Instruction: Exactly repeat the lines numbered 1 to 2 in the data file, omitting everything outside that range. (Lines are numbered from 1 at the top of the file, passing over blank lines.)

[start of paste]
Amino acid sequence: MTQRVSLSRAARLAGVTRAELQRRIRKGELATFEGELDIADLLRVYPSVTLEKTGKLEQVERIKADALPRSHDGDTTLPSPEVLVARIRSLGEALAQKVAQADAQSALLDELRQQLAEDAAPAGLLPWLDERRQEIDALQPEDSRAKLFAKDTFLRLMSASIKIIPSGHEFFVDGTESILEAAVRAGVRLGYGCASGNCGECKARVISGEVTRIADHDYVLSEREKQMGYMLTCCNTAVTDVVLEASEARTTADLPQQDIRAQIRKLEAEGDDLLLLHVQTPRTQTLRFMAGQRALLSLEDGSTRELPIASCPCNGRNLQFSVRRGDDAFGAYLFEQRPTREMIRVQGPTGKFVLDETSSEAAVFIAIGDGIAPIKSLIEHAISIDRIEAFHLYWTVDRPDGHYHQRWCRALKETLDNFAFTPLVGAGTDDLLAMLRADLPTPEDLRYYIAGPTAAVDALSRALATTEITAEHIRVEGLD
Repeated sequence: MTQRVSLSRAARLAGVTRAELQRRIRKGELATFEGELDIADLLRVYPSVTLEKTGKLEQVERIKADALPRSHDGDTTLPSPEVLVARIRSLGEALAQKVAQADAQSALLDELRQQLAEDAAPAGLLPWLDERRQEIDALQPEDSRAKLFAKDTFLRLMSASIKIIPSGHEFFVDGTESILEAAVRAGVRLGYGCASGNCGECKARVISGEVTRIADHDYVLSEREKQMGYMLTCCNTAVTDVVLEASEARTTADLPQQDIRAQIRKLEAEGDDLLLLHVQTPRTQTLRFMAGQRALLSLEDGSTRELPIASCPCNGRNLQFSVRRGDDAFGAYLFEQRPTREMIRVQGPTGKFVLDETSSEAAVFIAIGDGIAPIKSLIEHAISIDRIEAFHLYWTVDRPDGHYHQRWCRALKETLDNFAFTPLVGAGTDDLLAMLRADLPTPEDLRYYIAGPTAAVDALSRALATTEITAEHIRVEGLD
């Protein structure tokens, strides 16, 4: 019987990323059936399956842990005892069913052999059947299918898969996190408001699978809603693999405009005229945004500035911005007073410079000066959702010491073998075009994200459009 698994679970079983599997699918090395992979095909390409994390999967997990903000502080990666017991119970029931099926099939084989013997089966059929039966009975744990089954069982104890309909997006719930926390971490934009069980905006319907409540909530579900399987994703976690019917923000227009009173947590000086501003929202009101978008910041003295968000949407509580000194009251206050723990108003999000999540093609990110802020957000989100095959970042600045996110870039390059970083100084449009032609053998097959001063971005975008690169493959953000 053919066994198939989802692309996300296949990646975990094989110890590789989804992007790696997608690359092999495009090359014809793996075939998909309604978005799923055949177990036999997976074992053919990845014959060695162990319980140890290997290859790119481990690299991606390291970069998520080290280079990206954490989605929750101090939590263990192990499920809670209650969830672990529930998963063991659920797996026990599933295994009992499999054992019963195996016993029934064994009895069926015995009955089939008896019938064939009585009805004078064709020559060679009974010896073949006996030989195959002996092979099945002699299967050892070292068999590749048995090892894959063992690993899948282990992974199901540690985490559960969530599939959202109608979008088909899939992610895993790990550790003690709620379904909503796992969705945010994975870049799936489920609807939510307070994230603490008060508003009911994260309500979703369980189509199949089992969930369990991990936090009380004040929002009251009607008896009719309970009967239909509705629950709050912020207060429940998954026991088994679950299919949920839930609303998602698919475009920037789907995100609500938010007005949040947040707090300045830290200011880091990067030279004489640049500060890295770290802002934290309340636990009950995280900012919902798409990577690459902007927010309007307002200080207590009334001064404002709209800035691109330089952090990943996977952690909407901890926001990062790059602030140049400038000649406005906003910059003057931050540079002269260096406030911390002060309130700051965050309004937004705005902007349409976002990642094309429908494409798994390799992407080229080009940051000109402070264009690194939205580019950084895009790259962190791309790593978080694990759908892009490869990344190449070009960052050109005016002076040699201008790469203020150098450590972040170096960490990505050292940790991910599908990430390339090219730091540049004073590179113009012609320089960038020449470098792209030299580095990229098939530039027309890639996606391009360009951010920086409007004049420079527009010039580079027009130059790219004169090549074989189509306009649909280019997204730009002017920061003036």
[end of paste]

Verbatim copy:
Amino acid sequence: MTQRVSLSRAARLAGVTRAELQRRIRKGELATFEGELDIADLLRVYPSVTLEKTGKLEQVERIKADALPRSHDGDTTLPSPEVLVARIRSLGEALAQKVAQADAQSALLDELRQQLAEDAAPAGLLPWLDERRQEIDALQPEDSRAKLFAKDTFLRLMSASIKIIPSGHEFFVDGTESILEAAVRAGVRLGYGCASGNCGECKARVISGEVTRIADHDYVLSEREKQMGYMLTCCNTAVTDVVLEASEARTTADLPQQDIRAQIRKLEAEGDDLLLLHVQTPRTQTLRFMAGQRALLSLEDGSTRELPIASCPCNGRNLQFSVRRGDDAFGAYLFEQRPTREMIRVQGPTGKFVLDETSSEAAVFIAIGDGIAPIKSLIEHAISIDRIEAFHLYWTVDRPDGHYHQRWCRALKETLDNFAFTPLVGAGTDDLLAMLRADLPTPEDLRYYIAGPTAAVDALSRALATTEITAEHIRVEGLD
Repeated sequence: MTQRVSLSRAARLAGVTRAELQRRIRKGELATFEGELDIADLLRVYPSVTLEKTGKLEQVERIKADALPRSHDGDTTLPSPEVLVARIRSLGEALAQKVAQADAQSALLDELRQQLAEDAAPAGLLPWLDERRQEIDALQPEDSRAKLFAKDTFLRLMSASIKIIPSGHEFFVDGTESILEAAVRAGVRLGYGCASGNCGECKARVISGEVTRIADHDYVLSEREKQMGYMLTCCNTAVTDVVLEASEARTTADLPQQDIRAQIRKLEAEGDDLLLLHVQTPRTQTLRFMAGQRALLSLEDGSTRELPIASCPCNGRNLQFSVRRGDDAFGAYLFEQRPTREMIRVQGPTGKFVLDETSSEAAVFIAIGDGIAPIKSLIEHAISIDRIEAFHLYWTVDRPDGHYHQRWCRALKETLDNFAFTPLVGAGTDDLLAMLRADLPTPEDLRYYIAGPTAAVDALSRALATTEITAEHIRVEGLD